Isolation vs Independence…Leading Remote Teams

Working remotely isn’t for everyone. But for some, it adds invaluable flexibility to their life. The motivation behind the desire to work remotely will be different for everyone, but the requirements for it to work remain the same.


How do you lead a remote team?

When managing any group of individuals, you should always lead by example. Don’t expect your remote workers to openly share their opinion, discuss projects, and try to get to know one another, if you’re not doing so yourself. Remote workers can easily shy away from the opportunity to collaborate with other employees. As a leader, it’s important that you actively involve your remote workers with all aspects of the business, while also establishing clear performance expectations.

Two words: regular meetings

How are you supposed to lead a team you know nothing about? Schedule regular virtual meetings on a platform that suits your team and take the time to get to know your employees. By extending an open and honest communication line, your employees are more likely to feel as though they’re part of a team. It’s also important that everyone forms an understanding of the different communication styles within the team and recognise that their preferred style won’t always work for others.

Working remotely has several pros and cons, for both leaders and their remote workers:


  • Being able to shape your work around your life
  • No more insanely early starts to make that 7am bus for the city commute
  • Freedom to work when you’re at your most productive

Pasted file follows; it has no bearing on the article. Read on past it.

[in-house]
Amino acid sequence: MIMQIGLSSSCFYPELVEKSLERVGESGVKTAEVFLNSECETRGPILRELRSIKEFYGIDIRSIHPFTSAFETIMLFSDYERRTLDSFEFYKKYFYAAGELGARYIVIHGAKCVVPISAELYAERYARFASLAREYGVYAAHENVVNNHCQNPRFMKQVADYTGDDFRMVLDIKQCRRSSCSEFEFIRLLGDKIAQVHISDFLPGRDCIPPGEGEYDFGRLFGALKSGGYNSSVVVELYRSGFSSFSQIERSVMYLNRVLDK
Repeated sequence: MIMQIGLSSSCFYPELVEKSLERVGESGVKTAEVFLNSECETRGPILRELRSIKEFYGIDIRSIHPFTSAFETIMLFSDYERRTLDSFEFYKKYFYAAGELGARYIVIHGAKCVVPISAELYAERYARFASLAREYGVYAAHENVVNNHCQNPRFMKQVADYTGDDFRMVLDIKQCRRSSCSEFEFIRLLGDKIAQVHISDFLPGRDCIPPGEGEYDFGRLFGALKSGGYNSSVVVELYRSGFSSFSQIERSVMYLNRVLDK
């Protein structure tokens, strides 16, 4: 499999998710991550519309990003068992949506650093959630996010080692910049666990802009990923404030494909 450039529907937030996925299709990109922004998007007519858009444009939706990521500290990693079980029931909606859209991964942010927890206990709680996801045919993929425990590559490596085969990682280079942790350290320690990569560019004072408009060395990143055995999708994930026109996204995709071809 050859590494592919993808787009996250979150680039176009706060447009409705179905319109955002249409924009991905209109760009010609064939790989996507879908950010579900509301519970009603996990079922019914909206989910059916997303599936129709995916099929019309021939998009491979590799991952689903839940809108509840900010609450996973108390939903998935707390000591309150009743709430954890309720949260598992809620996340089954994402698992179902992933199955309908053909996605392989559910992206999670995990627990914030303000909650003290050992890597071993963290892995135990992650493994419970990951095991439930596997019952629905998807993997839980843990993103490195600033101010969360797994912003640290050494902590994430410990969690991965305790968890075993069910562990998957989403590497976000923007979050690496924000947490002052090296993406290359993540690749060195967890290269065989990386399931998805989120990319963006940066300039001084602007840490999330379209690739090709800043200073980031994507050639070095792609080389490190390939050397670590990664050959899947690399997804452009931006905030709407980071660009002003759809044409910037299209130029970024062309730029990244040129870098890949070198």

• Less distractions
  • Working in an environment that has been created to suit an individual’s specific needs
  • Less office politics
  • More flexible – schedules are no longer reliant on the traffic or public transport
  • Little to no commute
  • Being more engaged with work
  • Employees are more inclined to take initiative within their roles
  • Living and working where you want – location no longer impacts work-related decisions


  • Forgetting to have lunch & take a break – it’s very easy to work through the day when you’re no longer working by the clock
  • Becoming distracted by housemates or family members at home
  • Faced with the housework that needs doing
  • Difficulty with switching off and relaxing after work
  • Miscommunication between team members
  • Strong sense of discipline and organizational skills required
  • Can sometimes get lonely
  • Poor performance can go unnoticed

Managing a remote team can be challenging, however, if leaders are well equipped with the right tools and resources, the benefits of work flexibility outweigh the rest. For more tips and strategies, keep your eyes peeled for our new training workshop on modern day leadership challenges, including managing remote teams and mental health issues in the workplace.